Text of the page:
If you take away nothing from this show today, I hope it would be that money is not math and math is not money. So let’s look at eroding factors. There are many ways in which money erodes immediately. You receive it and over time it starts to erode away. Therefore, you need to create defenses against the forces that can destroy your financial world. You want to make sure that they don’t hit you. Let’s look at one of them. Inflation. Over time, the purchasing power of money is eroded away by inflation. An inflation rate adjusts. Here’s some numbers. Steve, you’ll love this because you’re a numbers guy. An inflation rate of just 3% can take $10,000 and 3% will take your $10,000 and make 10,300 the next year. Conversely, it will cause it to erode away by $300. So that $10,000 will be $9,700. If you have a 3% inflation rate, it will erode away your $10,000. So over time, that $10,000 in 30 years will be worth $4,120. So you’ve gotta earn. That’s a 59% decline in purchasing power over that period of time. So you’ve got to constantly be struggling to offset inflation. So when you use math and you don’t program inflation in, you’re going to have a huge erosion and it will erode away an enormous amount of wealth. So when you look at it, you want to make sure that you also have inflation programmed in there and inflation to growth and inflation in reverse when it takes away your spending power.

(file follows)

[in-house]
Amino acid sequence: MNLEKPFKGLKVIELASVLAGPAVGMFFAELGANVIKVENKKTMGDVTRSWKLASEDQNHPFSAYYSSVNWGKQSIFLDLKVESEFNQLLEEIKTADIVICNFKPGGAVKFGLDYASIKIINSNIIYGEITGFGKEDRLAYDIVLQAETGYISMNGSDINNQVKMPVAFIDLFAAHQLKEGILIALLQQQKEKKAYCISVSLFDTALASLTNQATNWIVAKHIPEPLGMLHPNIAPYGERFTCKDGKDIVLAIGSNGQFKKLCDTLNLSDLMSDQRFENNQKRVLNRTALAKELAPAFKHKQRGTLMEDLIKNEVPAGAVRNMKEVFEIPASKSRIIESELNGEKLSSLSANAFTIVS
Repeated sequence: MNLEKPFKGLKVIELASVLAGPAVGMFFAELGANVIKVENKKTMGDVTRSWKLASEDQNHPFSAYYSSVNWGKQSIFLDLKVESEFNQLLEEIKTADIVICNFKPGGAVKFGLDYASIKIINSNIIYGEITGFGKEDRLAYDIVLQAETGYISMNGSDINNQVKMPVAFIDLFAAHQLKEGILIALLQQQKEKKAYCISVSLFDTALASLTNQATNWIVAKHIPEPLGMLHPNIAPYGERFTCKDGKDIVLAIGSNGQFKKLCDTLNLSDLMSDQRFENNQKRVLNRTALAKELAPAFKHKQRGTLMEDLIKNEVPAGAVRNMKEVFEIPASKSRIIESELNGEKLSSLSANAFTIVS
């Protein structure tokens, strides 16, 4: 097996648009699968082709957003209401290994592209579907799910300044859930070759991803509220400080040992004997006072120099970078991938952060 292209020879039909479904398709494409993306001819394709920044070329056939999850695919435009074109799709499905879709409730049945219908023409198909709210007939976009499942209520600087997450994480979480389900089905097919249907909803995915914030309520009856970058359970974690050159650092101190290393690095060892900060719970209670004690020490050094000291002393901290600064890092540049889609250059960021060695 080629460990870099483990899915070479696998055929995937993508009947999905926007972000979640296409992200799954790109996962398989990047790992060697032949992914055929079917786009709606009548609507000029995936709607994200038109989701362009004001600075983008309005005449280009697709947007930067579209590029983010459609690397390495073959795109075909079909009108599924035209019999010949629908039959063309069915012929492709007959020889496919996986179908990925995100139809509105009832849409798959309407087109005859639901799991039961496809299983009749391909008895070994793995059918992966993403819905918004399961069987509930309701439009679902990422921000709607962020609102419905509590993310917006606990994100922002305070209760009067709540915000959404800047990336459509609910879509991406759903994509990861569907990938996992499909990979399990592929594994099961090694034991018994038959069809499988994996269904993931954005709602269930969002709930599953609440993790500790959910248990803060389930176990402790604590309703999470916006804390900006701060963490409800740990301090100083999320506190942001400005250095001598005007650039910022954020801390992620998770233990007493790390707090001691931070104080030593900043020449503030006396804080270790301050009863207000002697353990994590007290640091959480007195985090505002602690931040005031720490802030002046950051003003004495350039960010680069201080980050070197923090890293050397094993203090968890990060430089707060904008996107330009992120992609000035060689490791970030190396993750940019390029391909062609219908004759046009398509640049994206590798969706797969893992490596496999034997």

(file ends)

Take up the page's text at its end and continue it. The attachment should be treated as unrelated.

So, you’d constantly have to be getting better than 3% to erode away a 3% inflation rate just to break even on inflation. So it’s kind of like you’re getting 3%. I don’t know where you can get that now. You’ve been looking for rates and the best you got was 1.55, right?
Yeah, and then the week after I signed up for that account, they dropped it to 1.3.
I saw that. So you’re not even keeping up inflation because inflation is running higher than they say it is.
But even still 1.3% is significantly better than 90% of the things out there that are like .1%.
I get that, but it’s still not keeping you ahead. So let’s look at taxes. Taxes are greater than people know. It’s one of the most serious wealth eroding forces that you face and we have to always understand the government uses tax revenue to operate and the tax laws are constantly changing. So no one knows what the future tax laws are going to be, ever. Since the tax laws in the future are uncertain, any financial plan using today’s tax laws to predict future outcomes is invalid and unreliable. Before there was income tax, many families were able to build enormous amounts of wealth because they didn’t have the government in their pocket. They didn’t have that silent partner always sticking their hand in your pocket to take money out. It’s like having a partner just show up to work and saying Steve, how about paying me and I’ll go away. You keep paying them just to get rid of them. So we want to offset that silent partner. Before income tax came around in 1913, people were building enormous amounts of wealth, but after income tax, and it started at 7% actually. I think it started at 1% and then it started to grow to 7% and it was only supposed to be temporary, to allow the government to clean up debt. It became permanent. So the average tax rate bounces around 30 to 40 percent. It could be a little less because they keep changing.